Come Let Us Age!

An invitation to grow old boldly

Wanda Nash

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In this unique book, Wanda Nash, a well-established writer on spirituality in her late seventies, reflects on growing old with faith and a positive spirit. This compelling invitation to grow old boldly - full of her own experiences and insights - includes Wanda's reflection on her encounter later in life with terminal cancer, and her thoughts on coping with the daily challenges of living a Christian life in her illness and in ageing. Demonstrating a profound sense of the value and purposefulness of 'old age', the author's indomitable spirit is matched only by her fresh vision of the love of God in Jesus Christ.


Come, Let us Age! An invitation to grow old boldly
  • 1 The preliminary scene
  • 2 What is old age for?
  • 3 Would God like an empty space which only he can refill?
  • 4 How on earth can we do this?
  • 5 Some of the consequences of being old
  • 6 Some conclusions about being very old
Come, Let us Play!
  • 7 God laughing
  • 8 The magnitude of God
  • 9 Alongside the pain and the hurt
  • 10 Feeling awful and playing
  • 11 Jesus and optimism
  • 12 Jesus and his needs
  • 13 Being pierced, but still being welcoming
Extracts from Wanda Nash's journals
  • 14 Being old and ill: where is God?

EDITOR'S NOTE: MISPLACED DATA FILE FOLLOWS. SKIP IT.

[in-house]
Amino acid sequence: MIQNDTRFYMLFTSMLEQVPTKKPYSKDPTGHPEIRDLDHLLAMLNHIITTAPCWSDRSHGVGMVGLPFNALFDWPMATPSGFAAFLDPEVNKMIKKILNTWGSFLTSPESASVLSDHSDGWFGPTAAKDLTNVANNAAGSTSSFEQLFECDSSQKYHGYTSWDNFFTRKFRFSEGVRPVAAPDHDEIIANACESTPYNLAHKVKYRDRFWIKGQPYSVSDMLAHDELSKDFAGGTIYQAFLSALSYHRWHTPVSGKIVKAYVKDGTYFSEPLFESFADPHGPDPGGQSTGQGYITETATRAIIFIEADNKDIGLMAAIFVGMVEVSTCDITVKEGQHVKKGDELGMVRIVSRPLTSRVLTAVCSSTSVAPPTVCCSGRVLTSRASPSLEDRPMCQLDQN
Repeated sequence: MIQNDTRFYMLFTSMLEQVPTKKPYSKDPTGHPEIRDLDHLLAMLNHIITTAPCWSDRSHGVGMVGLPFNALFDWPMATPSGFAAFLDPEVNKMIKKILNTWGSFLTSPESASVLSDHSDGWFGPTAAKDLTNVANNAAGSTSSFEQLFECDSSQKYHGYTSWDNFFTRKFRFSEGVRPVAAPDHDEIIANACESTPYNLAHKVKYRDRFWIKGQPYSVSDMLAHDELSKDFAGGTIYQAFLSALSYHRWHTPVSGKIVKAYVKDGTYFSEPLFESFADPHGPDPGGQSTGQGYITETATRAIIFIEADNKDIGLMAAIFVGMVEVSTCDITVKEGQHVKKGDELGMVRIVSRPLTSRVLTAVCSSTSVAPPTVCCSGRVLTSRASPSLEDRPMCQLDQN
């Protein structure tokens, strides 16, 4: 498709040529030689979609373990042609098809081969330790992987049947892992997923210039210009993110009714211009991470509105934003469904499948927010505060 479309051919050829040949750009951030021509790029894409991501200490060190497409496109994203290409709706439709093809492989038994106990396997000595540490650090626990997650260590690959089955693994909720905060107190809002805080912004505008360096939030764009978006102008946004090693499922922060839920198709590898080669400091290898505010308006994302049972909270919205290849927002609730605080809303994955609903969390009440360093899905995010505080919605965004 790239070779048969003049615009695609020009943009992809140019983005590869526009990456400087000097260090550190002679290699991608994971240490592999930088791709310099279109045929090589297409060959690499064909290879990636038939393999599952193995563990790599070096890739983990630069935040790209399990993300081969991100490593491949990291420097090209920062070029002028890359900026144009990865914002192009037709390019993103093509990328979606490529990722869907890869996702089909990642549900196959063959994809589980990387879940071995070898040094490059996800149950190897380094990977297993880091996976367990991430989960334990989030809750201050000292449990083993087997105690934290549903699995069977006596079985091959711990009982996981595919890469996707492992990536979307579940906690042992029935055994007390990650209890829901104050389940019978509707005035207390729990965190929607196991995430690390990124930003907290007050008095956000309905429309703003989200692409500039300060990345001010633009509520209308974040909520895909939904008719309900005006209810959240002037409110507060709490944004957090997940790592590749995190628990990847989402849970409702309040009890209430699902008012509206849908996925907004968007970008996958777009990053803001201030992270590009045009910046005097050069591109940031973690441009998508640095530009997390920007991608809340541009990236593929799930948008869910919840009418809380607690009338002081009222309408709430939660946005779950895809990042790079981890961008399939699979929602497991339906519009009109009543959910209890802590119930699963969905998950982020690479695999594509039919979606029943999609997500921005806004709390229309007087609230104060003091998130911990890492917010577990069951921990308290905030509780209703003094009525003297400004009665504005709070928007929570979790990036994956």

• 15 Awareness of God's presence in illnes
  • 16 Using illness: ministry through illness
  • 17 Coping with illness in order to use it
  • 18 The best is yet to come
  • 19 Finale

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Author info

Until her death in June 2015, Wanda Nash was an author and speaker on a range of subjects including stress and spirituality. Having been the UK Chair of the International Stress Management Association, she authored a number of significant books, including, Christ, Stress and Glory (1997), At Ease with Stress (1998), Come, Let us Play! (1999), Simple Tools for Stillness (2005) and Silence as a Meeting Place (2010).


Arthur Rank Centre Resources. Review by Revd Elizabeth Clark, National Rural Officer for the Methodist and United Reformed Churches

This is a small book - less than 100 pages - but the subject matter is huge: how to approach ageing and dying gracefully and with joy. Wanda Nash, a well-known writer on stillness and contemplation, began this book in her late 70s. While she was writing it she was diagnosed with terminal cancer.

The book meets the subjects of ageing and death head on; both are to be embraced. Wanda doesn't duck the problems of getting old but looks at them differently, suggesting that if we can no longer rush about filling our days with doing then we must make the most of being. That being takes place in the presence of a God who helps us to not only make sense of what is happening but to use it to minister to others. Ageing is to be embraced and celebrated.

A book like this could be very worthy and dull but instead it is suffused with a sense of fun and enjoyment of life. Even at the worst moments she sees an opportunity to play. Wanda is convinced of the reality of life after death and is 'looking forward to the other side', believing, like Julian of Norwich, that: 'All shall be well, and all shall be well, and all manner of thing shall be well.'

This is an inspiring, challenging but comforting book.

Review by Revd Elizabeth Clark, National Rural Officer for the Methodist and United Reformed Churches

Book details

  • ISBN: 9780857465580
  • Published: 21 July 2017
  • Status:
  • Format: Paperback
  • Pages: 96
Messy Church resources
Bible Reflections for Older People - Subscription